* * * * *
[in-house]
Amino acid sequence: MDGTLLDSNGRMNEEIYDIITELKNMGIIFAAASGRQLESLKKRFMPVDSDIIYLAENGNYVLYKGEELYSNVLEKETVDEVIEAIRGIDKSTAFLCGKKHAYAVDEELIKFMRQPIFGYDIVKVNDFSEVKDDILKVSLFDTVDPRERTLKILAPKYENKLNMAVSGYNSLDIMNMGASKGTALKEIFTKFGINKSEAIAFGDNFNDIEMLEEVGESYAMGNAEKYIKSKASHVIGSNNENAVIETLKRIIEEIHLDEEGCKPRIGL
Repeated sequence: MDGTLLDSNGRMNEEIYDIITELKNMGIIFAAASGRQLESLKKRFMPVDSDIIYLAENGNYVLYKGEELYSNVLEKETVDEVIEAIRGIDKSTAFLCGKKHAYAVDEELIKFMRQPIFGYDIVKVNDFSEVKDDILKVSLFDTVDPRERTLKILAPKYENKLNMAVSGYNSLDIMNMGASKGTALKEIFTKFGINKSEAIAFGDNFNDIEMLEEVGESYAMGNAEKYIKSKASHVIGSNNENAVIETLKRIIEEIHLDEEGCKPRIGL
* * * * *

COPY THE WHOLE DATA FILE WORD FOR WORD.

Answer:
[in-house]
Amino acid sequence: MDGTLLDSNGRMNEEIYDIITELKNMGIIFAAASGRQLESLKKRFMPVDSDIIYLAENGNYVLYKGEELYSNVLEKETVDEVIEAIRGIDKSTAFLCGKKHAYAVDEELIKFMRQPIFGYDIVKVNDFSEVKDDILKVSLFDTVDPRERTLKILAPKYENKLNMAVSGYNSLDIMNMGASKGTALKEIFTKFGINKSEAIAFGDNFNDIEMLEEVGESYAMGNAEKYIKSKASHVIGSNNENAVIETLKRIIEEIHLDEEGCKPRIGL
Repeated sequence: MDGTLLDSNGRMNEEIYDIITELKNMGIIFAAASGRQLESLKKRFMPVDSDIIYLAENGNYVLYKGEELYSNVLEKETVDEVIEAIRGIDKSTAFLCGKKHAYAVDEELIKFMRQPIFGYDIVKVNDFSEVKDDILKVSLFDTVDPRERTLKILAPKYENKLNMAVSGYNSLDIMNMGASKGTALKEIFTKFGINKSEAIAFGDNFNDIEMLEEVGESYAMGNAEKYIKSKASHVIGSNNENAVIETLKRIIEEIHLDEEGCKPRIGL